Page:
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Captive Breeding & Release

Foundation Flocks

Here are some of the young Java Doves which will be selected as foster parents for rearing Turtle Doves during the 2021 breeding season.

We maintain a resident foundation breeding stock of around 100 pairs of Turtle Doves.

In addition, we maintain a permanent Foster Parenting Flock of around 175 pairs of Java Doves to incubate and rear Turtle Dove eggs that have been abandoned or “lifted”. This system allows for many more Turtle Doves to be reared and released each season.

Both flocks are fed on a top-quality balanced seed diet in order to maintain their vitality and health throughout the year.

Ringing a Squab

When fitting a closed ring onto a young Turtle Dove nestling the three front toes are held together while the ring is slipped over them and the ball of the foot; the back toe slides up the leg until the ring passes the toe. This method prevents the ring falling off the nestling and cannot be taken off when it’s fully grown.


This shows a Turtle Dove egg being “candled” to determine if it is fertile and to see the stage of development of the embryo. There is a clear line separating the dark embryo from the very light air-sac end of the egg.

Expert aviculturist to the Trust preparing to ring a nestling

Getting the Job Done

The insert shows the closed, seamless leg rings used to identify the birds bred by the Trust. They are made from 6mm diameter light metal and annually colour coded. The “P” denotes the ring size and “20” denotes the year. The Sightings page provides further details and references to the IOA who have kindly donated these closed rings and have offered to pass on any information they might receive from sightings, BTO ringing exercises or any casualties which might be found and reported.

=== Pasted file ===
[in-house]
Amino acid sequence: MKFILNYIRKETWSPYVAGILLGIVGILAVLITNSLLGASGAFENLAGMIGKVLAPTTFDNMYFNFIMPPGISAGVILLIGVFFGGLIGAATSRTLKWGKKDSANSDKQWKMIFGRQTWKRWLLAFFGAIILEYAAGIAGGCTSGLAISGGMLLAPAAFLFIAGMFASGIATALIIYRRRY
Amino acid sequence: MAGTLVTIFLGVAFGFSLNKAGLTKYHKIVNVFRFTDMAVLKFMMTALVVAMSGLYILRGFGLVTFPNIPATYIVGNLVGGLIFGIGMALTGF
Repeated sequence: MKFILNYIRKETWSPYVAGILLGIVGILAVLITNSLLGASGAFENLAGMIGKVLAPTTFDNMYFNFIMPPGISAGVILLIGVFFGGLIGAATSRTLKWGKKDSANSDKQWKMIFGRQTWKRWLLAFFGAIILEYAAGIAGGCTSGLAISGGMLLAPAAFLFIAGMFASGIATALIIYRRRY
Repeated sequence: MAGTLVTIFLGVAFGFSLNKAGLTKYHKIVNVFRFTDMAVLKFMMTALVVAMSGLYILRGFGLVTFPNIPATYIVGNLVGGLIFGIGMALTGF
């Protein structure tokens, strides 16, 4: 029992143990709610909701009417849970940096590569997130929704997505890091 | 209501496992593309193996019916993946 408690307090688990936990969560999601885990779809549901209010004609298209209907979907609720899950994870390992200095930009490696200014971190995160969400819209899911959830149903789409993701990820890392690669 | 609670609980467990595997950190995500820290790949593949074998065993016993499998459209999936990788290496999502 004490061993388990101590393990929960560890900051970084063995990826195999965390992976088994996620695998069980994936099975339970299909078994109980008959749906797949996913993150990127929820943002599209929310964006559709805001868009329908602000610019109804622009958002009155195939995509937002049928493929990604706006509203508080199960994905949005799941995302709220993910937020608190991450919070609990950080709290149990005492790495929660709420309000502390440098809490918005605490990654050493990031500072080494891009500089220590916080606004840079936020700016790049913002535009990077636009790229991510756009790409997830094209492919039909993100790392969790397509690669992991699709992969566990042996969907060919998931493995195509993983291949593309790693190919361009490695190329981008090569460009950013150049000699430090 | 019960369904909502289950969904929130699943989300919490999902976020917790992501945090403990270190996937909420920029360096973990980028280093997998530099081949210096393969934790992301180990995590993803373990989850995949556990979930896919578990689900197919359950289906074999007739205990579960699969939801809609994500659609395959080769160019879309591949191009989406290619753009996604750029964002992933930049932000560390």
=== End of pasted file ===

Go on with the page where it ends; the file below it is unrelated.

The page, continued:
Holding, Orientation & Release

Our larger release enclosures measure 80’L x 30’W x 15’H and are built from 11 poly tunnel hoops and strong but soft netting which helps to protect flying Doves from damaging their feathers. Hanging perches and roosting areas are carefully arranged with wooden boxes to provide additional shelter. A central door with a sliding hatch operated from outside divides the enclosure into two unequal sections. A stainless-steel header tank provides an automatic and constant supply of fresh water to large earthenware drinkers. These sit on semi-bare ground covered with different sands, gravels and chippings which provide different surfaces on which the Turtle Doves can learn to forage.

The young, fledged Turtle Doves are released into a larger section of the enclosure (7 hoops), where they are able to learn to forage for scattered seeds and find water. After a few weeks they are allowed to filter into the smaller section (4 hoops), where they will eventually find a “pop hole” to the outside world and freedom. The “pop hole” remains open at all times, allowing their return to the enclosure for food and water until they are eventually bold enough to venture away.

A release site in North Norfolk. NB: plenty of surrounding bare ground
A Turtle Dove perched on the outside of an enclosure; on top of the net.
Turtle Doves perched in a dead tree in close proximity to an open release enclosure.

The releases are managed to coincide with the local Oilseed Rape and Barley harvest to ensure a maximum amount of feed is available for foraging. In addition, close proximity anchor points enable the young released Turtle Doves to return to their release enclosure for food and water until such time they are ready to venture away.